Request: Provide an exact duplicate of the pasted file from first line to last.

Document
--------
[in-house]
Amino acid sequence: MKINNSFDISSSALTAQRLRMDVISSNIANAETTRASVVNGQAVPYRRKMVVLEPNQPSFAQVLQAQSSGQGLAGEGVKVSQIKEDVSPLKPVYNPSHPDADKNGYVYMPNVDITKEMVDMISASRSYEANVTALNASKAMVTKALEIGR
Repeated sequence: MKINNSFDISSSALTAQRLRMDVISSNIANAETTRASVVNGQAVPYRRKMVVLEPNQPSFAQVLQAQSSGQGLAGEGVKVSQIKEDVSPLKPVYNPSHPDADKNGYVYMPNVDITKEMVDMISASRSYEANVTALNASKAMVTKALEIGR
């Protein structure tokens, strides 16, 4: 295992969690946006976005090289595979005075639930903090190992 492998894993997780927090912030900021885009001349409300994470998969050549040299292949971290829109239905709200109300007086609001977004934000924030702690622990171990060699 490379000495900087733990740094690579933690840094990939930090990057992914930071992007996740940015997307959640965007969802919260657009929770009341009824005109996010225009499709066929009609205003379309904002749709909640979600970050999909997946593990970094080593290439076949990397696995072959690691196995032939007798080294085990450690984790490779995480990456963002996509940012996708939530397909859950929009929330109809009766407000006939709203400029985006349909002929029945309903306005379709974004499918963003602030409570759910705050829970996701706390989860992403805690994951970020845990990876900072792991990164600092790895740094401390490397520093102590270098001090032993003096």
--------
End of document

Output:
[in-house]
Amino acid sequence: MKINNSFDISSSALTAQRLRMDVISSNIANAETTRASVVNGQAVPYRRKMVVLEPNQPSFAQVLQAQSSGQGLAGEGVKVSQIKEDVSPLKPVYNPSHPDADKNGYVYMPNVDITKEMVDMISASRSYEANVTALNASKAMVTKALEIGR
Repeated sequence: MKINNSFDISSSALTAQRLRMDVISSNIANAETTRASVVNGQAVPYRRKMVVLEPNQPSFAQVLQAQSSGQGLAGEGVKVSQIKEDVSPLKPVYNPSHPDADKNGYVYMPNVDITKEMVDMISASRSYEANVTALNASKAMVTKALEIGR
């Protein structure tokens, strides 16, 4: 295992969690946006976005090289595979005075639930903090190992 492998894993997780927090912030900021885009001349409300994470998969050549040299292949971290829109239905709200109300007086609001977004934000924030702690622990171990060699 490379000495900087733990740094690579933690840094990939930090990057992914930071992007996740940015997307959640965007969802919260657009929770009341009824005109996010225009499709066929009609205003379309904002749709909640979600970050999909997946593990970094080593290439076949990397696995072959690691196995032939007798080294085990450690984790490779995480990456963002996509940012996708939530397909859950929009929330109809009766407000006939709203400029985006349909002929029945309903306005379709974004499918963003602030409570759910705050829970996701706390989860992403805690994951970020845990990876900072792991990164600092790895740094401390490397520093102590270098001090032993003096």